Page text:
5 to Testify Frank Was at Home at Hour Negro Says He Aided

by Archivist on October 12, 2016

5-to-testify

Another in our series of new transcriptions of contemporary articles on the Leo Frank case.

Atlanta Georgian

Monday, June 2nd, 1913

Defense to Cite Discrepancies in Time to Disprove Conley’s Affidavit—Sheriff Denies Friends of Superintendent Approached Sweeper in Cell.

After a two-hour grilling by Solicitor Hugh M. Dorsey Minola McKnight, a negro woman about 21 years old, was taken to police headquarters and is held under suspicion in connection with the murder of Mary Phagan.

She is believed to have made sensational disclosures to the solicitor.

At the police station she was in hysteria, shouting:

“I am going to hang, but I didn’t do it.”

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Five persons will be prepared to testify at the trial of Leo M. Frank that he arrived at home for luncheon at 1:20 o’clock the Saturday afternoon that Mary Phagan was killed, which would have been an impossibility, the defense will assert, if Frank had directed the disposal of the body and dictated the notes at the time the negro alleges.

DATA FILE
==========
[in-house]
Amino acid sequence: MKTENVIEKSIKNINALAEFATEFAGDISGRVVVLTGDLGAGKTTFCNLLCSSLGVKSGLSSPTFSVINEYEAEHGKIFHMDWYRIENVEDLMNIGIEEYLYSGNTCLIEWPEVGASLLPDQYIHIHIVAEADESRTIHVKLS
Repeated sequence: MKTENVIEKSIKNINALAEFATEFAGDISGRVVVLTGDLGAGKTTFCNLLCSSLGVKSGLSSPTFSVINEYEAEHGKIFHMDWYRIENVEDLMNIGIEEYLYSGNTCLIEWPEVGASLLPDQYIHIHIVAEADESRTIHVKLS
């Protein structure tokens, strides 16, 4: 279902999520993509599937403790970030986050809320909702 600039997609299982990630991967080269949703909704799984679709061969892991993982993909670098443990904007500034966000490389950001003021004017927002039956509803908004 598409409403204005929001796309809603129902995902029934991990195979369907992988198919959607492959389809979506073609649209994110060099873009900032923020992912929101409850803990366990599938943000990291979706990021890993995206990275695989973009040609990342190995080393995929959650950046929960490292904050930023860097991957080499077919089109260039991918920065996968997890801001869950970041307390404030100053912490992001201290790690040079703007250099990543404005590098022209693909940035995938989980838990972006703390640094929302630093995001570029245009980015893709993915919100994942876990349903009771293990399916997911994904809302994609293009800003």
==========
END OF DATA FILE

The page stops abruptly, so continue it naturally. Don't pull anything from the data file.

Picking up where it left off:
Testimony before the Coroner’s jury by Frank and others indicated strongly that he was at home by 1:20 the afternoon of the crime.  Conley in his affidavits declared that he went into Frank’s office at four minutes before 1 o’clock. He said that after a conversation of a few minutes Frank heard voices and shoved Conley into a closet. Miss Corinthia Hall and Mrs. Emma Clark entered. Conley was kept a prisoner in the closet, he said, for eight or ten minutes.

It was after this, he said, that Frank asked him if he could write. Conley swore in his affidavit that he answered in the affirmative, and that he was directed to write several notes, most of which began: “Dear mother, a long tall black negro did this by hisself.”